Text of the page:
Google Tag Manager: Announcing Centralized Google Analytics Settings

Google Tag Manager and Tag Manager 360 make it easier than ever to deploy and manage tags for all of your various marketing and measurement tools at scale. Whether you’re doing a basic tag implementation across a single website or a more extensive implementation across a network of sites and apps, Google Tag Manager has your back.

A Better Way to Manage Google Analytics Tags

Measuring websites and apps effectively often requires multiple Google Analytics tags. You may have a basic Universal Analytics pageview tag to measure views of all your content, as well as event tags for clicks on certain buttons, links leading away from your site, form submissions, and so on.

Keeping the settings for all of these tags in sync can be a challenge. You have to ensure your Tracking ID is set correctly and that any custom settings are consistent. Making changes to things like Custom Dimensions and Metrics across multiple tags can require repetitive work or cumbersome workarounds.

That’s why we’re excited to announce that rolling out this week, Universal Analytics tags in Web and Mobile* containers will support a new feature: Google Analytics Settings Variables.

A Google Analytics Settings Variable acts as a central location to configure sets of Google Analytics settings for use across multiple tags. Instead of having to enter your Google Analytics settings over and over again in each new Universal Analytics tag, you’ll simply be able to select (or create) a Google Analytics Settings Variable to apply to the tag:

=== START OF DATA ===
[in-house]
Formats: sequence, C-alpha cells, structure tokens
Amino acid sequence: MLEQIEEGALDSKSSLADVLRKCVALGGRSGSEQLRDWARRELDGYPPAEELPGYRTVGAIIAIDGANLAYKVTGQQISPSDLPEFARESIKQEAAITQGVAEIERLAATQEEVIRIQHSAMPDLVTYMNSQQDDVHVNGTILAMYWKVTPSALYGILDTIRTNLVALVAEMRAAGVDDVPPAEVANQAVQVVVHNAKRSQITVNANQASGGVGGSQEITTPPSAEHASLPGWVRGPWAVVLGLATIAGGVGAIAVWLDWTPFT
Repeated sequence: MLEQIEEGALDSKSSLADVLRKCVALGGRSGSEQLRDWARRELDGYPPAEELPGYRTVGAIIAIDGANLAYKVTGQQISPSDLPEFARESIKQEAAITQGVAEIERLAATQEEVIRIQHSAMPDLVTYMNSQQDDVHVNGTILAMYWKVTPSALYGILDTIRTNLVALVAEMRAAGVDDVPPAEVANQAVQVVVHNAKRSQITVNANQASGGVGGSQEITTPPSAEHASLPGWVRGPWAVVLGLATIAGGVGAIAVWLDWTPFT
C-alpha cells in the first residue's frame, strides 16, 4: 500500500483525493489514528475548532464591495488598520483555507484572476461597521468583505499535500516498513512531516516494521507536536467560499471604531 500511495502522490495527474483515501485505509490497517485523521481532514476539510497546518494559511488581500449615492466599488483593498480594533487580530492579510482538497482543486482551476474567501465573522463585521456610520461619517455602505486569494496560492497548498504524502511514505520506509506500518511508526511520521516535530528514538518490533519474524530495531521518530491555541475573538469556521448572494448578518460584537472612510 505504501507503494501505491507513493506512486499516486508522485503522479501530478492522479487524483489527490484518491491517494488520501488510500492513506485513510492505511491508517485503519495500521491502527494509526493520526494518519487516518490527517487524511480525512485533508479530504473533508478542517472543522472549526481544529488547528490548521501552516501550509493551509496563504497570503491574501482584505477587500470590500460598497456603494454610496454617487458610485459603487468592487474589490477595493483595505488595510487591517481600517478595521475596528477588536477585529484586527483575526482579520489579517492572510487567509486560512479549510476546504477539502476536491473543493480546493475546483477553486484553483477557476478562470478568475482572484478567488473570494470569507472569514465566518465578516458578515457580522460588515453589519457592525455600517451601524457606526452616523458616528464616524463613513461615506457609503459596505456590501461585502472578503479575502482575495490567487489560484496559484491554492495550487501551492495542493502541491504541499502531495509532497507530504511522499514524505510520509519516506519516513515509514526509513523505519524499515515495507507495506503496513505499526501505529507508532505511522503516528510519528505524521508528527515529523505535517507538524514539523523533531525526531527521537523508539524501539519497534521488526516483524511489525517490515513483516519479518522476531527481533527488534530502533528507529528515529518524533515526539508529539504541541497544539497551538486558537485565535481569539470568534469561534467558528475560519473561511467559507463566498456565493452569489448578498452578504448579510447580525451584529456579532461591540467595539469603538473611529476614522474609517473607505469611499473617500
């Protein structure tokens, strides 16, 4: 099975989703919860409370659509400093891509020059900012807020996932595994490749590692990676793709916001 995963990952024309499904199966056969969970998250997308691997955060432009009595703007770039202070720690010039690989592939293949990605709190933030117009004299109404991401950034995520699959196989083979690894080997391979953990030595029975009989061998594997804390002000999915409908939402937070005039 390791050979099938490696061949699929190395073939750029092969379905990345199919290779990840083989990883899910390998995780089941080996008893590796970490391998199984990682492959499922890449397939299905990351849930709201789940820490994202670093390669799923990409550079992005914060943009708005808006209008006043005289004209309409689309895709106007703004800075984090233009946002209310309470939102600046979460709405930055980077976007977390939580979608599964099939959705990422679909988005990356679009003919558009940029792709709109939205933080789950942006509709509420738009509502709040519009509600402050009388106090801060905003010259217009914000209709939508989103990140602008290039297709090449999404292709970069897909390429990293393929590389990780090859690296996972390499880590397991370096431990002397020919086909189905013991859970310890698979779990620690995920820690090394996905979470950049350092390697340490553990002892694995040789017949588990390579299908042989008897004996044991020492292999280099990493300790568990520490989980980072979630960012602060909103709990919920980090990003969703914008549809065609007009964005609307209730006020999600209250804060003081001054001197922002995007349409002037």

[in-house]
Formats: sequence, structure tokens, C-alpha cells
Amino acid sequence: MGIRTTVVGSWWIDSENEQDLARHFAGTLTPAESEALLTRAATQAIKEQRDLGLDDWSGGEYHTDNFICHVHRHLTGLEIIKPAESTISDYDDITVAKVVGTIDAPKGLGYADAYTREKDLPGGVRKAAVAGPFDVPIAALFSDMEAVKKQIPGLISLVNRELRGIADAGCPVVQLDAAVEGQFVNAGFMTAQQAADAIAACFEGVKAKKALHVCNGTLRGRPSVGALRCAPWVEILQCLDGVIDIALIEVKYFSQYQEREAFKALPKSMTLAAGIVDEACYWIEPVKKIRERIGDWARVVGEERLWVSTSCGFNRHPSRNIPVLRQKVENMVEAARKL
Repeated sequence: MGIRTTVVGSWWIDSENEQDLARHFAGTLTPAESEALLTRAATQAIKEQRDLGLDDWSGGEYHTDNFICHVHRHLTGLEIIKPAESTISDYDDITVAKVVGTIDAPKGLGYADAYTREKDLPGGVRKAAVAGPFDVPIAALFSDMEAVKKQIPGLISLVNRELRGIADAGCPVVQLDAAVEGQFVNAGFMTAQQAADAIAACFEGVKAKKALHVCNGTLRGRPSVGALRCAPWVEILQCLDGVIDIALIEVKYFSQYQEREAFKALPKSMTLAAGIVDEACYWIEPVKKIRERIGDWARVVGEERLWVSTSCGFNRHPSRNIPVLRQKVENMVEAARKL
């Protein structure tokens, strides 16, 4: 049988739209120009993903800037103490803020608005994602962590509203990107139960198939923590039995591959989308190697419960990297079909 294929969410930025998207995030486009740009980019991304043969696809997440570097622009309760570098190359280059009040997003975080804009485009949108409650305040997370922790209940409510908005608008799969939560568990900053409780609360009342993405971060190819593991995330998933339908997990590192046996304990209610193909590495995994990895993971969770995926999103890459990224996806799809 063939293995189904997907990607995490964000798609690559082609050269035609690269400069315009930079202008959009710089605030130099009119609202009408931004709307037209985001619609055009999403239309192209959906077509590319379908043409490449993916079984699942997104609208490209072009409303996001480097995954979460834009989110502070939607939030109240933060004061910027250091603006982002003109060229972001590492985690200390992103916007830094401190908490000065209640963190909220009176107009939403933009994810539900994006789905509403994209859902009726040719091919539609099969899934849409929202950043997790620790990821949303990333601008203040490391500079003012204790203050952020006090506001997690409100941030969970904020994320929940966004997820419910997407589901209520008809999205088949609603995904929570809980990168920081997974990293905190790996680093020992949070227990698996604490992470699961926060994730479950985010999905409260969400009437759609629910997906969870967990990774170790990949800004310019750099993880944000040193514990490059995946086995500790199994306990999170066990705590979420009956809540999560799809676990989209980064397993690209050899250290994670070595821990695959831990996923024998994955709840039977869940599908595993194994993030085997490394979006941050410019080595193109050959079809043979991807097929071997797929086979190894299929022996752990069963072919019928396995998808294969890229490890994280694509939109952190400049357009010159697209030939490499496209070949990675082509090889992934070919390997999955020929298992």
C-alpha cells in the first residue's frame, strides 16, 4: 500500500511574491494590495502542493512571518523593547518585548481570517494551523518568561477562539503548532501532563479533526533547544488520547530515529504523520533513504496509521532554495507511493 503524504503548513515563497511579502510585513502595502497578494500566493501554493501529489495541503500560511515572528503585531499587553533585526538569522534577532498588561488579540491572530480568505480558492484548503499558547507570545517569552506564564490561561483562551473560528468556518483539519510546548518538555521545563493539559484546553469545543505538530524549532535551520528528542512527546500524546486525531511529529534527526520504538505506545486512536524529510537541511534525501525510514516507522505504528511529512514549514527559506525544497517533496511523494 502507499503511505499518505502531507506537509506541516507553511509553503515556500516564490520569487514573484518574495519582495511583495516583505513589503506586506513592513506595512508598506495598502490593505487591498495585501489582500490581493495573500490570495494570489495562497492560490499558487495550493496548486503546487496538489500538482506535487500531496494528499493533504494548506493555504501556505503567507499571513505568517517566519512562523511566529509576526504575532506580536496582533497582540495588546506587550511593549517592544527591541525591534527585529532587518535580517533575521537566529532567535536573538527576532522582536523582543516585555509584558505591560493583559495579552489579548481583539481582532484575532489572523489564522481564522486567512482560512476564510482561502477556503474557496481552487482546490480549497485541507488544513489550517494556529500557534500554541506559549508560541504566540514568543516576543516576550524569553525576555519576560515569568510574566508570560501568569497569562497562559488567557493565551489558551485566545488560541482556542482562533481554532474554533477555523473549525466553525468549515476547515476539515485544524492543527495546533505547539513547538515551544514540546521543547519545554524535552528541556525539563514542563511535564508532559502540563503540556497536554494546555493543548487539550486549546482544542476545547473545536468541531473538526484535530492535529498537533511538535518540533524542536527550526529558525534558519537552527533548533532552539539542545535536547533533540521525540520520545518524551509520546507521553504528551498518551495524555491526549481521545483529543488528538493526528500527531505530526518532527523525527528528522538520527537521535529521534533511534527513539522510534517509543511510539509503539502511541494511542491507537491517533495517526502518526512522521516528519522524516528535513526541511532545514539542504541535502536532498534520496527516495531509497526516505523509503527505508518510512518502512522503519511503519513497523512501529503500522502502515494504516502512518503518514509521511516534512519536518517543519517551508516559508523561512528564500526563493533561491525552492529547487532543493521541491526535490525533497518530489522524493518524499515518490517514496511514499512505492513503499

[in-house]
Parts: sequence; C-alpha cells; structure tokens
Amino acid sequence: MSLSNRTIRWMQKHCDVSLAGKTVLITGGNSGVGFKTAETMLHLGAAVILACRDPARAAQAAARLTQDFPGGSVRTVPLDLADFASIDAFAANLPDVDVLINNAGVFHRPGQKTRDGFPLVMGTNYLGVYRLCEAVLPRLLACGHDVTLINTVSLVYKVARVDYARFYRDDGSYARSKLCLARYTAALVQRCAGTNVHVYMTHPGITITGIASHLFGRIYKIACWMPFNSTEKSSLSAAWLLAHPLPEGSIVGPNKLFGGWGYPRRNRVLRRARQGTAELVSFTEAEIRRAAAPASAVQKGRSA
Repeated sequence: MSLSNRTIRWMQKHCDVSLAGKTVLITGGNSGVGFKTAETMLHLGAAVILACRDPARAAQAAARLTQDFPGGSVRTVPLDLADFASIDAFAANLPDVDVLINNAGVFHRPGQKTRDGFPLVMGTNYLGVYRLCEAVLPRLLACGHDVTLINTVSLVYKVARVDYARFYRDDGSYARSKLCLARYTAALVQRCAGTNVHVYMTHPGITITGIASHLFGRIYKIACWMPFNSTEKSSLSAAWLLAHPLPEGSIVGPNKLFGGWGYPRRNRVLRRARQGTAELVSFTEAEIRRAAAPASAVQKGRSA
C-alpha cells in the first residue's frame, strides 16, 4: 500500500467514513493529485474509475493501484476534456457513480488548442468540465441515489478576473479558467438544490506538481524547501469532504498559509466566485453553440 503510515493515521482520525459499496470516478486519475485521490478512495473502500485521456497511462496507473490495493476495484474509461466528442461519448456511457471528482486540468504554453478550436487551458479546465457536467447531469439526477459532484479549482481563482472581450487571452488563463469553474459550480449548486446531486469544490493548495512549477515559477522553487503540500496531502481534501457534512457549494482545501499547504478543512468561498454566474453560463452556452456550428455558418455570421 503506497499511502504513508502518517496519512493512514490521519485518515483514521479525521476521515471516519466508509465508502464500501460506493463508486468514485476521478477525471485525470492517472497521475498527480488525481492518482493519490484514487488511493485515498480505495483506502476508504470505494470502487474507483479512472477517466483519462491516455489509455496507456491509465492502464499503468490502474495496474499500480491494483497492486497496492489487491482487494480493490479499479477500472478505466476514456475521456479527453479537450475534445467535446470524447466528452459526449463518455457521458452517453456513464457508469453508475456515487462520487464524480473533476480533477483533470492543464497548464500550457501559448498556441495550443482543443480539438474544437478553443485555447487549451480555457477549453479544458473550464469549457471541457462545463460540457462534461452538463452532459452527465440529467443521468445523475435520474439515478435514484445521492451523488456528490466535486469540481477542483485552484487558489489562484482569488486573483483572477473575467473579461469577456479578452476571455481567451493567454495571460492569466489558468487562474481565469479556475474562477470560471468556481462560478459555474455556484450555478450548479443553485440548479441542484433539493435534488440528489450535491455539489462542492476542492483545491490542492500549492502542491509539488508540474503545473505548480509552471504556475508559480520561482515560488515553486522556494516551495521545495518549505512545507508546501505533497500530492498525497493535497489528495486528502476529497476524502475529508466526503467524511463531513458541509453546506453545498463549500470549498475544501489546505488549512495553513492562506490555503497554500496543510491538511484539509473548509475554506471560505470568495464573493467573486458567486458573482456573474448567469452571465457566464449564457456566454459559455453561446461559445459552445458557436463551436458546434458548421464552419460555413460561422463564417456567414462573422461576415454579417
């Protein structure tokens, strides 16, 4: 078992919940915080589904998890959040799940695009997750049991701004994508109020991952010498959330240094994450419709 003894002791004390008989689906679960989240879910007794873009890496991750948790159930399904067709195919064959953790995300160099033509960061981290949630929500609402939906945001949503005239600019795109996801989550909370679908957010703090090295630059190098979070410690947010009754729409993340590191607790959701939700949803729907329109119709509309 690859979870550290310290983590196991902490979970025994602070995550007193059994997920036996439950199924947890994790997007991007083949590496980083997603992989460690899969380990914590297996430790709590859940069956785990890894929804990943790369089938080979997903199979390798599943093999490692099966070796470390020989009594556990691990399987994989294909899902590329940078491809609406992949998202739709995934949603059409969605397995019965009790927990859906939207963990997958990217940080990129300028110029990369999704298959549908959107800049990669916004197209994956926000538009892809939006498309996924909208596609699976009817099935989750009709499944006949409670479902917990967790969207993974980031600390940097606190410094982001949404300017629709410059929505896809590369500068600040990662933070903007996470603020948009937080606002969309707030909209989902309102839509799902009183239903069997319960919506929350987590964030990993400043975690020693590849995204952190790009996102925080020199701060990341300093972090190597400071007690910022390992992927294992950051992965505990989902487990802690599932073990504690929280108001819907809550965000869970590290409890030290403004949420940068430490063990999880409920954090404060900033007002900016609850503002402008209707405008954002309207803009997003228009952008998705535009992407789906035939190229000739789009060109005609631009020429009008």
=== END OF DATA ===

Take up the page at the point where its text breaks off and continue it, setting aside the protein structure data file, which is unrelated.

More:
With this enhanced workflow, you can focus on what you want to measure, rather than what settings you need to enter. If your organization has an analytics team or works with a Google Analytics Certified Partner, you can leave the settings to the experts without fear that you’ll mess things up.

You can have as many Settings Variables as you’d like for different combinations of settings, and it’s easy to override specific fields in a given tag with the click of a checkbox.

While this feature will appear in all Universal Analytics tags, existing tags will of course continue to work. And, if you so choose, you can continue to set up your tags without use of Google Analytics Settings Variables by checking the override box without selecting a Settings Variable.

We hope that Google Analytics Settings Variables will save you time, reduce errors, and give you more confidence in setting up Google Analytics through Google Tag Manager.

Want to learn more about Centralized Google Analytics Settings? Check out our Quick Tip video or visit our help center!

*Only available in iOS and Android containers implemented with Firebase.

Across the U.S., businesses are using the web to grow


When their 10-year-old daughter asked if she could raise alpacas on the family ranch, Jim and Kelley Hobart figured, “Why not?” They welcomed the animals onto their land and soon thereafter discovered the many benefits of alpaca wool. It was soft, durable, warm and eco-friendly—it had to be shared with the rest of the world. To the delight of their daughter and alpaca lovers everywhere, the Hobarts launched Alpaca Direct in 2005, producing quality yarns and apparel made from the unique fiber.



Jim and Kelley never imagined that a curious request from their youngest daughter would transform into a full-fledged business, or that a small storefront in Hayden, ID, would become a popular travel destination for knitting enthusiasts worldwide. Yet today Alpaca Direct is at the heart of a vibrant and global knitting community. With the help of the web, they’ve brought the warmth of alpaca wool to more than 100,000 customers across 30 countries. As Kelley says, “With Google tools, we can do that, and [customers] can be part of our community.”